Almost finished

South Main work still on schedule

south main

Joe McIntyre/staff photographer
Worker Steven Armao removes a rubber form used to imprint a brick pattern onto concrete along south Main Street Monday.

Staff Reporter

CORTLAND — Since last week, crews on south Main Street have been installing red “fake bricks” — a colored concrete strip that lies between the sidewalk and the roads — along several blocks south of the intersection of Main and Tompkins streets.
Despite setbacks due to the rainy construction season, the south Main Street reconstruction project has remained relatively on schedule, said project superintendent Neal Gramento of Binghamton-based G. DeVincentis & Son Construction. The majority of the work should be done by the project’s deadline on Aug. 31.
The sidewalks themselves are mostly complete, Gramento said, with the exception of 20 to 25 yards on Page Green Road for which concrete has yet to be poured.
Main Street turns into Page Green Road at the city limits, and the project extends about 500 yards along Page Green Road past its intersection with Starr Road. The overall project is expected to cost about $7 million.
“The concrete (sidewalks and aprons) should be done by the end of August, the blacktop should be done by then … and hopefully all that will be left will be some cleanup and some soil and planting work,” Gramento said.
The project began last spring, and the stretch of Main Street from Tompkins Street to the railroad tracks near South Avenue was reconstructed, including sidewalks and sewers.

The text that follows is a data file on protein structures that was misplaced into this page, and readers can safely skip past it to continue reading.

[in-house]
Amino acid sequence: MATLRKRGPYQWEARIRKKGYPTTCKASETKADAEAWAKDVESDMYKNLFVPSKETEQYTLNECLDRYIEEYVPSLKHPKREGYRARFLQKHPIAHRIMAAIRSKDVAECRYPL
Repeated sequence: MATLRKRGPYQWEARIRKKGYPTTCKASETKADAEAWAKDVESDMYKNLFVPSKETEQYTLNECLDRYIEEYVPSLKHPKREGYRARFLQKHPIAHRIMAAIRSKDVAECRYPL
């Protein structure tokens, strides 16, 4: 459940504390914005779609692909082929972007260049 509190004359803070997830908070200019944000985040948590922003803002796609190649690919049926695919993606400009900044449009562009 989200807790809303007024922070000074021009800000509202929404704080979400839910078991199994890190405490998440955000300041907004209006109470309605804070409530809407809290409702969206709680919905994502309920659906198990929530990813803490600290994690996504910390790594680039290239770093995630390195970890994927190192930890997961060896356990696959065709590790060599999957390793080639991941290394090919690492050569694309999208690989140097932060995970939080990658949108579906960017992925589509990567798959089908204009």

“From the railroad tracks down (to Tompkins Street), the only thing left to do is the top (asphalt) course. From the railroad tracks up (south), binder needs to be done and then we’ll apply the top course, and get everything raised up to grade,” Gramento said.
He added that the top course was being put in along the entire project length at once because work on the concrete was left until this year and potentially could stain the blacktop. In addition, “it will be done better,” Gramento said.
Approximately 75 trees will be spaced roughly every 20 feet in planters next to the road. Although much of the major work will be finished by the end of the month, landscaping along south Main Street will be finished in September, Gramento said, because of shortages of state-approved topsoil in the area due to flooding, as well as the effects of summer heat.
“If you plant them out of season, the nurseries won’t warranty them and the odds are that they’re going to die,” Gramento said of the trees.
Using a process called hydroseeding, in which a combination of seeds, mulch, fertilizers and a stabilizer is applied to exposed soil, the strip of land between the sidewalk and the road is being planted with grass seeds this week along most of the project length.
Mayor Tom Gallagher said this morning he was excited about the progress made to date.
“It just looks beautiful,” he said. “If you come down from the high school driving north, it’s spectacular.”
The work is getting a lot of attention from neighbors, Gallagher said.
“We had a meeting to discuss the South End last night and we were listing positives and negatives. This was a positive.”



City’s South End starts to plan for its future

Staff Reporter

The city is asking South End residents how they want their neighborhood to grow through a survey and public meetings, the first of which was held in the library at Randall Elementary School on Tuesday afternoon.
Another meeting with an identical agenda is scheduled for 7 tonight in the same space.
“We’ve got an opportunity to decide what we want our neighborhood to look like. We need everybody’s input. Even little things might give us a wide opening,” Alderman Dan Quail (R-5th Ward) said at Tuesday’s meeting.